Return to the Senate (2016 to present)

As Senator, Gordon authored major laws, a such as the Automated Election Law, the Tourism Act, and the creation of economic zones such as the Poro Point Freeport in La Union, the Freeport Area of Bataan in Mariveles, and Camp John Hay in Baguio, to encourage investment and development. Others dealt with longstanding problems such as Veterans Benefits, the Free Patent Law and the National Disaster Risk Reduction Law. As chair of the Blue Ribbon Committee, he investigated the 2004 P728-million Fertilizer Fund Scam and assailed the ZTE National Broadband contract, demanding accountability.[28]

Gordon was one of the senators who did not sign a Senate Resolution that condemns the spate of killings under the Duterte administration.[29] Gordon, among the senators, defended themselves stating that they were unaware of such resolutions being passed around.[30]

Gordon also defended the proposed lowering of the minimum age of criminal responsibility.[31]

Personal life

Following the end of his Senate term in 2010, Gordon, together with the late Amelyn Veloso, anchored "Aksyon Solusyon" on Radyo5 92.3 News FM and AksyonTV. He also co-hosted "Duelo" with Jake Macasaet, which aired weeknights on AksyonTV.[32] Gordon also hosts his public service program "Lingkod Aksyon," which airs every Sunday morning on TeleRadyo (originally DZMM), alongside Jeffrey Hernaez.

Gordon is a recipient of various awards including the Ten Outstanding Young Men (TOYM), The Outstanding Filipino (TOFIL), the University of the Philippines’ Most Outstanding Alumnus in Public Service and its Most Distinguished Alumnus. The latter is the highest award that could be bestowed by the UP Law Alumni Association.[33]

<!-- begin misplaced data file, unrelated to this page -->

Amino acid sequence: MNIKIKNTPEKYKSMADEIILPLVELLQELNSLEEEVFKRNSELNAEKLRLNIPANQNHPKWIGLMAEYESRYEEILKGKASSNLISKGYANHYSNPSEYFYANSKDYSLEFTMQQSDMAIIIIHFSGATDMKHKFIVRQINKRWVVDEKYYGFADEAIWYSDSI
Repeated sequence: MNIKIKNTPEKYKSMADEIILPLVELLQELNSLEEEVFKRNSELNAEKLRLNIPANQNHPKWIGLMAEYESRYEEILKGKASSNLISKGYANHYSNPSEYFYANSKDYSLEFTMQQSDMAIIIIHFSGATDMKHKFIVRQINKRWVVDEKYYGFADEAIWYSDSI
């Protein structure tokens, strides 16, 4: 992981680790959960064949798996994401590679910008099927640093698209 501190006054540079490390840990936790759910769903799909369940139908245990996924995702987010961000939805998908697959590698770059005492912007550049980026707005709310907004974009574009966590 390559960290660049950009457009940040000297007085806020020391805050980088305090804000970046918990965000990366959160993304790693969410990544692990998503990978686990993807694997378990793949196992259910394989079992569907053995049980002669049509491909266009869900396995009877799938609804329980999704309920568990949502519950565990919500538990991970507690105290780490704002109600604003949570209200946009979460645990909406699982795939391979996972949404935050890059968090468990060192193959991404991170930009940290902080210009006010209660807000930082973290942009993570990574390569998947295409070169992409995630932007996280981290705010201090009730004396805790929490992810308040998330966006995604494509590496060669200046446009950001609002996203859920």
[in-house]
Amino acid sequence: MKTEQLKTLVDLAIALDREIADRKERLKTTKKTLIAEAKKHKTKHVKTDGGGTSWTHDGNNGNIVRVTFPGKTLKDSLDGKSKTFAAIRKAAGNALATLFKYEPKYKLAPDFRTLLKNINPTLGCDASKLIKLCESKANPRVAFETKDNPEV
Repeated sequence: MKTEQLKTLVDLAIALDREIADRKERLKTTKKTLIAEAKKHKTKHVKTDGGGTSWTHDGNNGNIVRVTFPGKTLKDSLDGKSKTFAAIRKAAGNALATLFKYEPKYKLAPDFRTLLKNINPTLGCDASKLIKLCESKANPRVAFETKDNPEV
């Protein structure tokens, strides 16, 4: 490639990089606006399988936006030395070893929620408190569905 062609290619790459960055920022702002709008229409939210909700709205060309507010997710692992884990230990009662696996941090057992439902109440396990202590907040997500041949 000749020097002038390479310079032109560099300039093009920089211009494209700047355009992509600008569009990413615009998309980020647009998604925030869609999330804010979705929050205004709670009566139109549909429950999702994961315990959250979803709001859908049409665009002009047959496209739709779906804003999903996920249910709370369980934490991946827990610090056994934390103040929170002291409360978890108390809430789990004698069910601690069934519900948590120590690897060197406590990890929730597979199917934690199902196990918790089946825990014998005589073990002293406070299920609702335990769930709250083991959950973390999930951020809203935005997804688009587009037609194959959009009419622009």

More recently, Dick Gordon was also awarded the Philippine National Volunteer Service Coordinating Agency’s Lifetime National Volunteer Achievement Award, the sole recipient of the award in 2015.[33]

Gordon’s achievements in the 48 years that he has been active in the Philippine Red Cross has also been recognized, having been awarded the three highest awards from the Red Cross, namely the Aurora Aragon Quezon Medal, the Silver Humanitarian Service Cross Award and the Gold Humanitarian Service Cross Award.[33]

Dick Gordon was also a recipient of the Japanese Red Cross Gold Humanitarian Award. He also received recognition from various foreign media such as Asiaweek’s Twenty Great Asians of the Future and Asahi Shimbun’s 50 Young Leaders of Asia, among others.[33]

Ancestry

References

  1. ^ Martinez, Jacq (September 21, 2021). "Billionaires Villar, Pacquiao still richest senators in 2020". Rappler. Archived from the original on September 21, 2021. Retrieved September 25, 2021.
  2. ^ a b c "About Dick Gordon". Archived from the original on February 2, 2010. Retrieved February 9, 2010.
  3. ^ Torrevillas, Domini M. "Shaping leaders, inspiring change". philstar.com. Retrieved September 2, 2017.
  4. ^ "DOT - Gordon". Archived from the original on January 6, 2010. Retrieved February 9, 2010.
  5. ^ Servando, Kristine (December 15, 2009). "Is the Philippines ready for Dick Gordon?". Newsbreak Online. Retrieved February 9, 2010.
  6. ^ Wallace, Charles (September 16, 1991). "Manila Senate Rejects U.S. Pact". Los Angeles Times. Retrieved February 10, 2010.
  7. ^ The chairman of Subic Bay, Inc, The Economist, October 7, 1995